People relate to stories, and McElrath said he draws upon his storytelling experience gained in marketing leadership roles in his post as CEO. “I love to tell stories,” McElrath said. “Those stories always have a point and they kind of relate back to the critical message that I need to survive with a company. And those stories kind of carry us forward into the future. I think with the customer it's the same when you learn to tell a story.”
As for his relationship with his CMO, McElrath said that works best when he lets her do her job. “And I contribute when I can and critique when I need to,” McElrath said. “But for the most part, it's her ballgame. Ultimately she calls the shots when it comes to marketing.”
Greg Morton, CEO of Next Concept HR Association, served as chief marketing officer of Great Place to Work from 2013 to 2015. He also has held leadership roles in other sales and marketing positions. For Morton, the most important skills he’s carried over to his CEO role from his marketing background include the understanding of the market he’s in from a high level trend perspective and granularly at a persona (individual you're targeting) level. “Continuing to not have a bias but rather let the data guide your decisions has been helpful,” Morton added.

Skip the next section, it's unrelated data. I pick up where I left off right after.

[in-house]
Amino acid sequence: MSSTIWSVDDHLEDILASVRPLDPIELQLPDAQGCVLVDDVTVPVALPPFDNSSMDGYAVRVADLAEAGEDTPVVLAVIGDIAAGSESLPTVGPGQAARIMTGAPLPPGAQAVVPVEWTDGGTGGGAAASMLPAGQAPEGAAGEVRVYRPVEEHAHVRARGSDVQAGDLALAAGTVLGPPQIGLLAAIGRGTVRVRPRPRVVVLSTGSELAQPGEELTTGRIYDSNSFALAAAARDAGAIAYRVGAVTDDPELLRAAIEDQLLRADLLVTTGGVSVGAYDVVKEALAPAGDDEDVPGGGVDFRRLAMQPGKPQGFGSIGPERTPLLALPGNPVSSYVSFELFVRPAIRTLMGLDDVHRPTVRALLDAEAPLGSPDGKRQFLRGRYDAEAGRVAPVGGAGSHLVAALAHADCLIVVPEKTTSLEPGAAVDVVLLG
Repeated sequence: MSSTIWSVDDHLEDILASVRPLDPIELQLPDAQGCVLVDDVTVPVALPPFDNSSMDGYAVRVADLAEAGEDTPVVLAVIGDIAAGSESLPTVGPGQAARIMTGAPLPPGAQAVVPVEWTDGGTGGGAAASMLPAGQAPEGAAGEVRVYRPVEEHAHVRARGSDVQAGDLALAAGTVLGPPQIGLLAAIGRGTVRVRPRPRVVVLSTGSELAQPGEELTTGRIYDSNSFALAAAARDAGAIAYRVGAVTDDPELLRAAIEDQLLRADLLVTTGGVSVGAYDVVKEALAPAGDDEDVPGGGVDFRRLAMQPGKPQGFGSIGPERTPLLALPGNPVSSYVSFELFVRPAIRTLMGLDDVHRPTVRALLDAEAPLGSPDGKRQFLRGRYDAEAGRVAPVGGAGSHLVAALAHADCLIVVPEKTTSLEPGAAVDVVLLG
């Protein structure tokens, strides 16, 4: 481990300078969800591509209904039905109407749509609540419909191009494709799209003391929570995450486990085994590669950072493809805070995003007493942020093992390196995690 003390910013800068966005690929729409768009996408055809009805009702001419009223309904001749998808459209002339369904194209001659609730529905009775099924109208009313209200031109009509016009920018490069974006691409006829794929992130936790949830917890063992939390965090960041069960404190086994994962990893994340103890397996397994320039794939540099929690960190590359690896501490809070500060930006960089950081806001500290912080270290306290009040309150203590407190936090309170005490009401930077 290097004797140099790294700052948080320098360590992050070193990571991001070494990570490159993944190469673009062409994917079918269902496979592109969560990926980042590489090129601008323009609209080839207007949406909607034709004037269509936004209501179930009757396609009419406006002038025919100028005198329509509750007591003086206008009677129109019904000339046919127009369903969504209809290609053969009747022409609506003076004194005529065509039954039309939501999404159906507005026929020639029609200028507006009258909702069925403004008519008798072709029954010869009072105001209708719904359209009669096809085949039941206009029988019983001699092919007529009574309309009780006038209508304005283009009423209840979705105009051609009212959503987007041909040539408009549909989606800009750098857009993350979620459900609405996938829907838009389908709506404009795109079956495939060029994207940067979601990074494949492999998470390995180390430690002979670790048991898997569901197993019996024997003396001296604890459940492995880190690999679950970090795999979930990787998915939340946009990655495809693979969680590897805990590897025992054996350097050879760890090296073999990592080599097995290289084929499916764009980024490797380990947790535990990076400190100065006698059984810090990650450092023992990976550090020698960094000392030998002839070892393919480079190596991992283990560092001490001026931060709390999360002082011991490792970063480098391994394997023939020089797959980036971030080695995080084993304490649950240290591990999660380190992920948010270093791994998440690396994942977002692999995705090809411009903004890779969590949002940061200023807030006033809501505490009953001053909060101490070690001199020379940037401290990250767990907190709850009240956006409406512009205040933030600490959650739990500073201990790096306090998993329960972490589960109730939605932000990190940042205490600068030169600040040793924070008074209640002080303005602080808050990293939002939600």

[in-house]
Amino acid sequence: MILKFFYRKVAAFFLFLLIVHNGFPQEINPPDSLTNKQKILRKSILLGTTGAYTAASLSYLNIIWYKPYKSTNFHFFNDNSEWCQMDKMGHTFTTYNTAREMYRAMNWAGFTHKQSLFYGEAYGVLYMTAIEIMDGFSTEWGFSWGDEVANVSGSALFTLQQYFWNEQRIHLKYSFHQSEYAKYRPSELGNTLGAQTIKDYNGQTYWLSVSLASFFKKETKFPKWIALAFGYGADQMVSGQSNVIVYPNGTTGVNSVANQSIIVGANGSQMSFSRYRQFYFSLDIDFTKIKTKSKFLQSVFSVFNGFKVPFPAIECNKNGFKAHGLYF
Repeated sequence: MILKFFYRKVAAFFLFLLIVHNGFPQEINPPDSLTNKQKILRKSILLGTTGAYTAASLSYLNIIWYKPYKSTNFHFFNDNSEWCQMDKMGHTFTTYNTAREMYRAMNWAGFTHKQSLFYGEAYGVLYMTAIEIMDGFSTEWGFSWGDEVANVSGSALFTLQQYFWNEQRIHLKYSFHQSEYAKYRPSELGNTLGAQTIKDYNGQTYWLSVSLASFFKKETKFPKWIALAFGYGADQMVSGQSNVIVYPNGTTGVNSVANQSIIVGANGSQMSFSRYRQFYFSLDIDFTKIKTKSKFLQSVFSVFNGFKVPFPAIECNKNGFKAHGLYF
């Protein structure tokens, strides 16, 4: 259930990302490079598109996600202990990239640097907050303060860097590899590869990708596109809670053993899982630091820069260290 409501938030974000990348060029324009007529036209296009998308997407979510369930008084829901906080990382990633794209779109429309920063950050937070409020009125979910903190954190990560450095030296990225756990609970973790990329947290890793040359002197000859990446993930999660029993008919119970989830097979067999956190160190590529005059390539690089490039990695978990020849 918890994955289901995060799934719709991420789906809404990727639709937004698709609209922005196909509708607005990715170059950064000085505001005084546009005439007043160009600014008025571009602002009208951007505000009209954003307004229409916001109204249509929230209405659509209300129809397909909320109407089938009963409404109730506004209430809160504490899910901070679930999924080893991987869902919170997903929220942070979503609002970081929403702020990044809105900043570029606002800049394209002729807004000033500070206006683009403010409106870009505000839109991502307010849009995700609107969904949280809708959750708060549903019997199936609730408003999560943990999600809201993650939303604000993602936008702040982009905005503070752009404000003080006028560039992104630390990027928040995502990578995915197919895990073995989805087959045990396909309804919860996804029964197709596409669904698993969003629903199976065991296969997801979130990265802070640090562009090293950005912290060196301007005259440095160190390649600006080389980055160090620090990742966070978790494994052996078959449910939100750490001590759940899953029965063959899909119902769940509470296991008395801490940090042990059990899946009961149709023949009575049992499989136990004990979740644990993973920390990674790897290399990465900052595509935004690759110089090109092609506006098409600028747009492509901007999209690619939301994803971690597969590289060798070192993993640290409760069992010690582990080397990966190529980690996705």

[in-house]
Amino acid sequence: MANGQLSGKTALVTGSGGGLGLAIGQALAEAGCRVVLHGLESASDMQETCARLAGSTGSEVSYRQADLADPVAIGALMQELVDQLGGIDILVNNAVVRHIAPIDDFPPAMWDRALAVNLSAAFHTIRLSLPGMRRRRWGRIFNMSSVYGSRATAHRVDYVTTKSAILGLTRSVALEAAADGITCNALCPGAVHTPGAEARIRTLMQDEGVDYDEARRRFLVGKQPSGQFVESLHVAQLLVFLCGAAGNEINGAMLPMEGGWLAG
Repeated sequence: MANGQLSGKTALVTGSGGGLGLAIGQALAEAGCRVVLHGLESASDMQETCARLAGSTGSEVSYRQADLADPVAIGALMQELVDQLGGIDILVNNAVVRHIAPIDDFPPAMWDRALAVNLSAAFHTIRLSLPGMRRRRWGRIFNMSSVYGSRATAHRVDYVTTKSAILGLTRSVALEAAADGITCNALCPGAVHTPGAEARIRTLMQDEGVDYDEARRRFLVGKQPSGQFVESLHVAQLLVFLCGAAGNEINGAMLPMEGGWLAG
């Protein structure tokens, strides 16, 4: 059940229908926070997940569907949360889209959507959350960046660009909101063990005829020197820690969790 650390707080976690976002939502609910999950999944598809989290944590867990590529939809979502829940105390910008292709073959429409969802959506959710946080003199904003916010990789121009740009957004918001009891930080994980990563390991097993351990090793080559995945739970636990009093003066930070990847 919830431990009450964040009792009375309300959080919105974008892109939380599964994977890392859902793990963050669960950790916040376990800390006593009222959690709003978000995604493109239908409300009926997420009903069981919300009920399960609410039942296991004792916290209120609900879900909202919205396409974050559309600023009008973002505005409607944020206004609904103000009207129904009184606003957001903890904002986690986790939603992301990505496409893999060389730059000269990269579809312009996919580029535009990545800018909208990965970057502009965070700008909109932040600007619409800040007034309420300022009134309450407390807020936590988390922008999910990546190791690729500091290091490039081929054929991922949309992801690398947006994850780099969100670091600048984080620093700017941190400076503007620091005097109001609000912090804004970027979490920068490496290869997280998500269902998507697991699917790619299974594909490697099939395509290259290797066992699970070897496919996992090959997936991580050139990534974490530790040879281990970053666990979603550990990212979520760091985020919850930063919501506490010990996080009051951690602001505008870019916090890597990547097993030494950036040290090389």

The toolset has changed for CMOs, Morton said. “CMOs have always been in the business of growth but in the past found it difficult to tie their actions to the results,” he said. “I think the technology (real-time, cloud based) changed to a point where using data ensure not only better decisions are made, but credit or blame can be accurately allocated."
CEOs and CMOs must have a common understanding of what business they are in, who their customers are and what the value proposition is, Morton said, adding: "I think the CMOs should always be thinking of accomplishing two things: impacting profit (determining what products need to be retired, which ones need to be invented) and building a brand with clarity so it takes all the friction it can out of consumer's selection process."